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Here’s Mitch McConnell’s New Hemp Legalization Bill

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The most powerful Republican on Capitol Hill just filed a bill to radically change federal laws that currently make cannabis illegal for all purposes.

While new legislation introduced by Senate Majority Leader Mitch McConnell (R-KY) would not legalize marijuana for recreational or medical use, it would remove non-psychoactive cannabis varieties known as hemp from the Controlled Substances Act.

“We all are so optimistic that industrial hemp can become sometime in the future what tobacco was in Kentucky’s past,” McConnell said last month when first announcing the new bill, which he formally introduced on Thursday with a bipartisan group of cosponsors.

In addition to legalizing hemp under federal law, the Hemp Farming Act of 2018 would remove restrictions on banking access, water rights and other roadblocks that farmers and processors currently face.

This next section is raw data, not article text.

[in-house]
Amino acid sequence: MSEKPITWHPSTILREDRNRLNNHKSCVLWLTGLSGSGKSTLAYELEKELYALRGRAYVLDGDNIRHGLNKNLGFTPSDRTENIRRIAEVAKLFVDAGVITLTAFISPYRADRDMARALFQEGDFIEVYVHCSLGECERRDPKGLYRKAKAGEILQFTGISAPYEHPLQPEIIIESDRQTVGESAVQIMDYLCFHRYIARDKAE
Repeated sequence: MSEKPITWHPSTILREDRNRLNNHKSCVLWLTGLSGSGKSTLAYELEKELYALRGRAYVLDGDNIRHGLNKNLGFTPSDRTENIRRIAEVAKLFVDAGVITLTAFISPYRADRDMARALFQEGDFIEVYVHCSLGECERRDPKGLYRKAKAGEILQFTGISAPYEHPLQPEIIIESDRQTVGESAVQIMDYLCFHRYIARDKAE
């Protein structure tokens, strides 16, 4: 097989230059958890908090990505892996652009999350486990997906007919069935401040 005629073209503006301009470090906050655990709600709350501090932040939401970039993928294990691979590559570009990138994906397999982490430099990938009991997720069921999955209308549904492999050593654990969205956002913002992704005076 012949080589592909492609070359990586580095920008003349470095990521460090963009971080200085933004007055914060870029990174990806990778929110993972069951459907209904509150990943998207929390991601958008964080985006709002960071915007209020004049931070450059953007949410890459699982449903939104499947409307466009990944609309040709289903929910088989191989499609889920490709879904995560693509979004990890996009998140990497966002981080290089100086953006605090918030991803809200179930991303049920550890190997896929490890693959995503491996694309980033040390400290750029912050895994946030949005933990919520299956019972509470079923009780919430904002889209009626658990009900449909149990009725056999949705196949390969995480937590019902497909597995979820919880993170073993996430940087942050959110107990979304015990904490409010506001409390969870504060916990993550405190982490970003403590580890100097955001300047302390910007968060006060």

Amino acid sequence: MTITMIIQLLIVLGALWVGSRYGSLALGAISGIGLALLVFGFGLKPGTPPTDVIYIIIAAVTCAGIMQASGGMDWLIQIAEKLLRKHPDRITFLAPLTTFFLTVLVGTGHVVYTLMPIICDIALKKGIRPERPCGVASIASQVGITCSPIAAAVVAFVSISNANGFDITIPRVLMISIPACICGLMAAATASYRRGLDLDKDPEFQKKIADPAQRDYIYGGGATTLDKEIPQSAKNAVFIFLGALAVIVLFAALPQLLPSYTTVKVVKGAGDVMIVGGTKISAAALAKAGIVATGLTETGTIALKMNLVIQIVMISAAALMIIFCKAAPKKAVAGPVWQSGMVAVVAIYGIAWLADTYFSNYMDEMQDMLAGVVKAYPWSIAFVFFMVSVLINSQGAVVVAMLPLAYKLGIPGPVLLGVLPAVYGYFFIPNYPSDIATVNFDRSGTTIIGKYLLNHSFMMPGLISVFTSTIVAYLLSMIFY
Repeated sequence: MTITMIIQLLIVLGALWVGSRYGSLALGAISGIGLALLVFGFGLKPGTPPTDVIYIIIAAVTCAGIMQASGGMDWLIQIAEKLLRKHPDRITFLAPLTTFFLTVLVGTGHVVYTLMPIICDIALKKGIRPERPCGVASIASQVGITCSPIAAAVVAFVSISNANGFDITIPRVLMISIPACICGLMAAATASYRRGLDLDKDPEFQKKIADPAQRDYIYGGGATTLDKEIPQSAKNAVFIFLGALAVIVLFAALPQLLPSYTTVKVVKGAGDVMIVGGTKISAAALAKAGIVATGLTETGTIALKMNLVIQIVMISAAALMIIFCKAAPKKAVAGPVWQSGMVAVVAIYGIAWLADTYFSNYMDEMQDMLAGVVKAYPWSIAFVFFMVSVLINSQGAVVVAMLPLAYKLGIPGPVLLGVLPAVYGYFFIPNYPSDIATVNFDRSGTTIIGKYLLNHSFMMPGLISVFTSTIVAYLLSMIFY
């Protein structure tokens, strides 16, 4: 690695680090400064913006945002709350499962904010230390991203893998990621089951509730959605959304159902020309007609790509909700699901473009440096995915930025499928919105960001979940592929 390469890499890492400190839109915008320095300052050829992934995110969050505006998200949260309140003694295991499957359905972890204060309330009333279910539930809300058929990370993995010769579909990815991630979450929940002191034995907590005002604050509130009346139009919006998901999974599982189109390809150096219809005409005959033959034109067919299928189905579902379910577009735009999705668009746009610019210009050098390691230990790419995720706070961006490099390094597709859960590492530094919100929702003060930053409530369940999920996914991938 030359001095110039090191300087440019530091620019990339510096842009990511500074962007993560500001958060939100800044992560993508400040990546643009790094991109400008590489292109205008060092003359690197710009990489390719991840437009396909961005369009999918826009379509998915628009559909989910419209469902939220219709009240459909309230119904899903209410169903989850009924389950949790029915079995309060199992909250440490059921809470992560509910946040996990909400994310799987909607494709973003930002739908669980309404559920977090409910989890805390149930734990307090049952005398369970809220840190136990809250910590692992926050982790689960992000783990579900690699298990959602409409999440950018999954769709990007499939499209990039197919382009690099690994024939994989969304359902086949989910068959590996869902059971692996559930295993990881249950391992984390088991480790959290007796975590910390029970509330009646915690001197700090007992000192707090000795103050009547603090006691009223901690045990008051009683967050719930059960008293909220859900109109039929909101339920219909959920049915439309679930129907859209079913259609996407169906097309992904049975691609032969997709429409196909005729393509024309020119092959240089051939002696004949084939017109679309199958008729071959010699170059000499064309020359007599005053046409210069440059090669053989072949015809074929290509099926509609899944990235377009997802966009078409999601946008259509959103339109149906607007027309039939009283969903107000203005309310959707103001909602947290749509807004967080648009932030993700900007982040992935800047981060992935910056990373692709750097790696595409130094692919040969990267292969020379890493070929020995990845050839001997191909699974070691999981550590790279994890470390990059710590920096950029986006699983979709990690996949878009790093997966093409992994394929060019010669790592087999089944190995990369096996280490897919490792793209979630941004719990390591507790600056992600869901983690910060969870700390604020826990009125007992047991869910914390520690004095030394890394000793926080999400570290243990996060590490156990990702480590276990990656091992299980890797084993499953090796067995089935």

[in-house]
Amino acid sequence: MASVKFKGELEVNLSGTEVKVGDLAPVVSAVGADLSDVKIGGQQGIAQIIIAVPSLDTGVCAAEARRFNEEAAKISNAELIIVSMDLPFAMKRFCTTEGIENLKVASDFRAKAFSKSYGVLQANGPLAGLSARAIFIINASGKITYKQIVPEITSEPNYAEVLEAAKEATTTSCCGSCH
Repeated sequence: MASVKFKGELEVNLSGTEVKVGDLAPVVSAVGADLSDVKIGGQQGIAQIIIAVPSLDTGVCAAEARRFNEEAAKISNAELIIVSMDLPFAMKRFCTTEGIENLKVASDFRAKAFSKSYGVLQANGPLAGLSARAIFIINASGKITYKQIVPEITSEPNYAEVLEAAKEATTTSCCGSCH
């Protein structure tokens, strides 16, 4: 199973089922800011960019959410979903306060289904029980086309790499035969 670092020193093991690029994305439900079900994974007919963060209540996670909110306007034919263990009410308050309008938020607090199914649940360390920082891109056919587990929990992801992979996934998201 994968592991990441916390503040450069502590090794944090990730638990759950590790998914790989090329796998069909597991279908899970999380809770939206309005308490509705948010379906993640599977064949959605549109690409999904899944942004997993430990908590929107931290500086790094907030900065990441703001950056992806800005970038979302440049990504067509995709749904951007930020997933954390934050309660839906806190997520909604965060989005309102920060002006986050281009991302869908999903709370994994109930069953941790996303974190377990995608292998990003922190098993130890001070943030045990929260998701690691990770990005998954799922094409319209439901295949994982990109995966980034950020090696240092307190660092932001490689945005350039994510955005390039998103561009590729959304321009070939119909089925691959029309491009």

The U.S. Department of Agriculture would receive oversight plans from states, and then state departments of agriculture would regulate local production.

The bill would also make USDA research funding available to farmers, and hemp plants would be eligible for crop insurance.

McConnell has already successfully attached language to broader legislation, such as the 2014 Farm Bill and annual spending packages, that shields state industrial hemp research programs from federal interference.

But confusion over what counts as research as well as issues related to the interstate transportation of hemp seeds has caused confusion as the Drug Enforcement Administration has in some cases sought to enforce federal laws that do not distinguish between hemp and marijuana.

While hemp products such as food, clothing and other consumer goods are legal to sell in the U.S., cultivation of the plant is banned outside of the limited exemption for state research programs, so manufacturers must in many cases import the raw materials from other countries that do no prohibit hemp farming.

“As the tobacco industry has changed, some farmers in states like Kentucky have been searching for a new crop that can support their families and grow our agricultural economy,” McConnell said in a Senate floor speech about the new bill on Thursday. “And many believe they’ve found such a product: industrial hemp. But the federal government has stood in the way. Mr. President, it’s time to change that.”

Sen. Ron Wyden (D-OR) joined McConnell on the floor to champion the new bill.